Good Grief! Optimists With Healthy Outlook on Life Destroy Bleak Poem by Making it Positive

subway poem Good Grief! Optimists With Healthy Outlook on Life Destroy Bleak Poem by Making it Positive

Courtesy of The Daily News

Power pessimists that we are (though we prefer “realists”), we’re big fans of the morose poem in the tunnel connecting Port Authority to the Times Square subway station. It’s discrete, so if you’re one of those “hopeful” people, you don’t have to look. In its entirety, the poem, written by Norman Colp, reads:

“Overslept, so tired, if late, get fired. Why bother? Why the pain? Just go home, do it again.”

The poem was originally supposed to be up for one year, but (appropriately!) it just kind of got left there. Why bother, indeed. It remains a charmingly depressing piece of public art.

Now two smiling college students with their whole lives ahead of them have gone and ruined everybody’s fun.

Explaining himself to the Daily News, Josh Botwinick, one of the happy vandals said: “Every time I passed it, I thought, ‘Wow, that’s a really depressing poem to have in the heart of New York City.’ I took the same poem and just made it more optimistic.”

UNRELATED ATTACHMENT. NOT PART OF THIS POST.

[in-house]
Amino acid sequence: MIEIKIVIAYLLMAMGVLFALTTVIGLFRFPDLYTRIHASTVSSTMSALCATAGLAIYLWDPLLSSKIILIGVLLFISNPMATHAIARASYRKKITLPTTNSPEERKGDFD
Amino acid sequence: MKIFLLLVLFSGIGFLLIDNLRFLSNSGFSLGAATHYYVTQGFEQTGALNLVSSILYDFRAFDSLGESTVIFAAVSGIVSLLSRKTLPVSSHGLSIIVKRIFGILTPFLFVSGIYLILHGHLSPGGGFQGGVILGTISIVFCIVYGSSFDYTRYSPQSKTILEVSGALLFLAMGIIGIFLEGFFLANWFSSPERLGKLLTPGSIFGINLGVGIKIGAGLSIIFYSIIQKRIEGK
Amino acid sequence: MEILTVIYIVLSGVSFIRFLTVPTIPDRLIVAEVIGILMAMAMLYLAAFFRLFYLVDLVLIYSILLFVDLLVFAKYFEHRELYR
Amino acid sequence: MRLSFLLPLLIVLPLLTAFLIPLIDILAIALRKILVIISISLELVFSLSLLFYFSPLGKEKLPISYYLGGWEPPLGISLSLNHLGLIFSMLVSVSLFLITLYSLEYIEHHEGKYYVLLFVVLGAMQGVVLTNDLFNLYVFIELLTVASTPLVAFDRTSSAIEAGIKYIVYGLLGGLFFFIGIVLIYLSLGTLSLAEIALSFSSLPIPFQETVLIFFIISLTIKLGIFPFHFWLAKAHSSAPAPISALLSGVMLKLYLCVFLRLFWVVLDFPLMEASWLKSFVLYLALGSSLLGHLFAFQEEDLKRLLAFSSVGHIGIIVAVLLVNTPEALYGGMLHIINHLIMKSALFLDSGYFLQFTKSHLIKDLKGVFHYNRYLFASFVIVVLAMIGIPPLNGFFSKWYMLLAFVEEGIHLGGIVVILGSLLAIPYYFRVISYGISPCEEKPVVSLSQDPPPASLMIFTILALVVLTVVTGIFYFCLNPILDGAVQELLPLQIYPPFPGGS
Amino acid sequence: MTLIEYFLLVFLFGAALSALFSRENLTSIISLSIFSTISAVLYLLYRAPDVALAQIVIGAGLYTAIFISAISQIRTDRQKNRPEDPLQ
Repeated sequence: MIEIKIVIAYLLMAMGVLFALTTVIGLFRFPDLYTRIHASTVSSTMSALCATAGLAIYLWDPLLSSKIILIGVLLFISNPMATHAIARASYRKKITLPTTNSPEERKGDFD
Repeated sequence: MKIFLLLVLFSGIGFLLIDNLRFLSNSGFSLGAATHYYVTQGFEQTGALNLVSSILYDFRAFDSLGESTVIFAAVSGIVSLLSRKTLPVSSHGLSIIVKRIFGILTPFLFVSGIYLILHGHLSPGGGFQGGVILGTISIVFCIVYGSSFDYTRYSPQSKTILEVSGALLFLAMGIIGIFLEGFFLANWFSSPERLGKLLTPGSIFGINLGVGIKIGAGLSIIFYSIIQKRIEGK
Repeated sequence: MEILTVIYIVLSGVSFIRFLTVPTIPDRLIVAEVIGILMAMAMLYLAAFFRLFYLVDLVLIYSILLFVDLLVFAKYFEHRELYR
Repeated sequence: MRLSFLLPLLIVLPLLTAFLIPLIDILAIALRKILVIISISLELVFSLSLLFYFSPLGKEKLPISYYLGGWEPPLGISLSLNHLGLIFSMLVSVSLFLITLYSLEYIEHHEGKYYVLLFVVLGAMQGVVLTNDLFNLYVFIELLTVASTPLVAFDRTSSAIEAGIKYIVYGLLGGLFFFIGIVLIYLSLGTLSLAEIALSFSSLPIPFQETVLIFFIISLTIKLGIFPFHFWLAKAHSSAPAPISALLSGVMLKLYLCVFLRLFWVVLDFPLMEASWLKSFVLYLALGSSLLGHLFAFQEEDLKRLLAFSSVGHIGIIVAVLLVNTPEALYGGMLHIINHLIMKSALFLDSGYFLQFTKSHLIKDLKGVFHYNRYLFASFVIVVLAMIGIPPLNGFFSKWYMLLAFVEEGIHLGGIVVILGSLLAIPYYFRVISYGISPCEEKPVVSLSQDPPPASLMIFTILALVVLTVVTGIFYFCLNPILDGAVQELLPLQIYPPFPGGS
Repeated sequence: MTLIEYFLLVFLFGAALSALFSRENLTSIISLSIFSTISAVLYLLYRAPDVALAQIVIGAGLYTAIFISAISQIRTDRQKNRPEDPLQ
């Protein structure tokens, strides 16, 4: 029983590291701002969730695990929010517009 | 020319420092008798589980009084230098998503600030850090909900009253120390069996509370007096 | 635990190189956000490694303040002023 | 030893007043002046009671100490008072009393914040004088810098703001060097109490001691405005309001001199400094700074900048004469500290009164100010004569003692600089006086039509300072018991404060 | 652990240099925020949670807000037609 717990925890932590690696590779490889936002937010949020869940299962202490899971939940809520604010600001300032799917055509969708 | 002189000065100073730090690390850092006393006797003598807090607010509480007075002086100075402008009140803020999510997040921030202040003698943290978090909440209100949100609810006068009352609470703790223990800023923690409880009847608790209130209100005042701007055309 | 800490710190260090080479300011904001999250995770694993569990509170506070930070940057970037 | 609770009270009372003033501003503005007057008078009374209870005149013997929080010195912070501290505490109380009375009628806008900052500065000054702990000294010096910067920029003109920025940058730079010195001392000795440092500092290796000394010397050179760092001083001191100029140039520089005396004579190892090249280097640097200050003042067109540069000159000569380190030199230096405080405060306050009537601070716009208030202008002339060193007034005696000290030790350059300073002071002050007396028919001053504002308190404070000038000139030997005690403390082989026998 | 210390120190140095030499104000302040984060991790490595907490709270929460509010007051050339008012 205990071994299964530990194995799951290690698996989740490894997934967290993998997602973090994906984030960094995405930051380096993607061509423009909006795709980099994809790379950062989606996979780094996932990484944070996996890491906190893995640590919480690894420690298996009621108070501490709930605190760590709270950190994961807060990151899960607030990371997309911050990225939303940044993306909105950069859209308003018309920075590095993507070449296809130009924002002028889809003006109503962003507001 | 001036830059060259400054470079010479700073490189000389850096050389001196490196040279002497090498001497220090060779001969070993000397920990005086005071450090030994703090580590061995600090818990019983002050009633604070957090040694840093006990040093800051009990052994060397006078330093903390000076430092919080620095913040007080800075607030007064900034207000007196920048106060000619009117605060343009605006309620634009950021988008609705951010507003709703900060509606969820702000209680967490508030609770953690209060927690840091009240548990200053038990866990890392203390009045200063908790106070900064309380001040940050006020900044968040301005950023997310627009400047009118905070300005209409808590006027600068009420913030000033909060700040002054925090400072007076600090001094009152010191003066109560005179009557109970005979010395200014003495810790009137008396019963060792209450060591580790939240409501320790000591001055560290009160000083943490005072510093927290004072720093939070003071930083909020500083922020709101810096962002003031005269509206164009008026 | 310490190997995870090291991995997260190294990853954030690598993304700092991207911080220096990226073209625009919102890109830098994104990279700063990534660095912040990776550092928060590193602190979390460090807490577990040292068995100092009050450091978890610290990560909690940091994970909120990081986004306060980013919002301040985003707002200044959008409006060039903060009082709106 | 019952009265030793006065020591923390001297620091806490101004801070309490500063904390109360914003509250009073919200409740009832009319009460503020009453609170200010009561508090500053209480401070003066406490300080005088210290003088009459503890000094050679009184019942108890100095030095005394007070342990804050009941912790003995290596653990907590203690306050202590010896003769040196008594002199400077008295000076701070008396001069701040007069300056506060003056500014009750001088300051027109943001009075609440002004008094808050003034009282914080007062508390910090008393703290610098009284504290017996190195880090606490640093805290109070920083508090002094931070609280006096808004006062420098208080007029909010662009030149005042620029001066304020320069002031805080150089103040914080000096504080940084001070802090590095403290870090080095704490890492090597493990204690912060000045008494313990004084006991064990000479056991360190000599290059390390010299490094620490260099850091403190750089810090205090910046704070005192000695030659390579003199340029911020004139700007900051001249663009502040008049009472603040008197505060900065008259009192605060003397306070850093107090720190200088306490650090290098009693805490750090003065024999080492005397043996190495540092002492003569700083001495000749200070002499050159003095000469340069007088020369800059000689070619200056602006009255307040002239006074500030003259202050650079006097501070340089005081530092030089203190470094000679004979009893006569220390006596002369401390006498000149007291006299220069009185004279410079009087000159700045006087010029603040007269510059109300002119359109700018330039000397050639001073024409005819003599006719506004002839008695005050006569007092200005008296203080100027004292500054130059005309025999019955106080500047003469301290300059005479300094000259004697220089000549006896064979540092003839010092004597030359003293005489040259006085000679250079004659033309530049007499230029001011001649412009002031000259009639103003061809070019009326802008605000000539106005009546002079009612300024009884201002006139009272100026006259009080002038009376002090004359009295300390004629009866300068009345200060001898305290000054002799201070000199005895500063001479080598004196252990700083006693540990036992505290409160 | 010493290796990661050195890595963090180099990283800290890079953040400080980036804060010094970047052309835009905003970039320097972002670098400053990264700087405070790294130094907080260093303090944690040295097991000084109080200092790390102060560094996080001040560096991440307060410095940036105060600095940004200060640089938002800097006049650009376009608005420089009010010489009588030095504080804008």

Mr. Botwinick, along with Margot Reinstein, changed “Overslept” to “Overexcited” and “So Tired” to “Energized.” “Why the pain” is now “Much to gain.”

Colp’s widow, Marsha Stern-Colp, who sounds like a pretty awesome lady, had this to say to the Daily News:  “Why be optimistic in these times? Be realistic—life sucks. You get through it the best you can.”

And really, who could possibly be optimistic in a dank tunnel connecting Port Authority to Times Square? There’s a real end-of-days vibe down there.

MTA officials say the work will be “quickly restored,” hopefully crushing a few dreams of overenthusiastic optimists everywhere.


  1. Health science is the branch of science focused on health. There are two main approaches to health science: the study and research of the body and health-related issues to understand how humans (and animals) function; and the application of that knowledge to improve health and to prevent and cure diseases and other physical and mental impairments.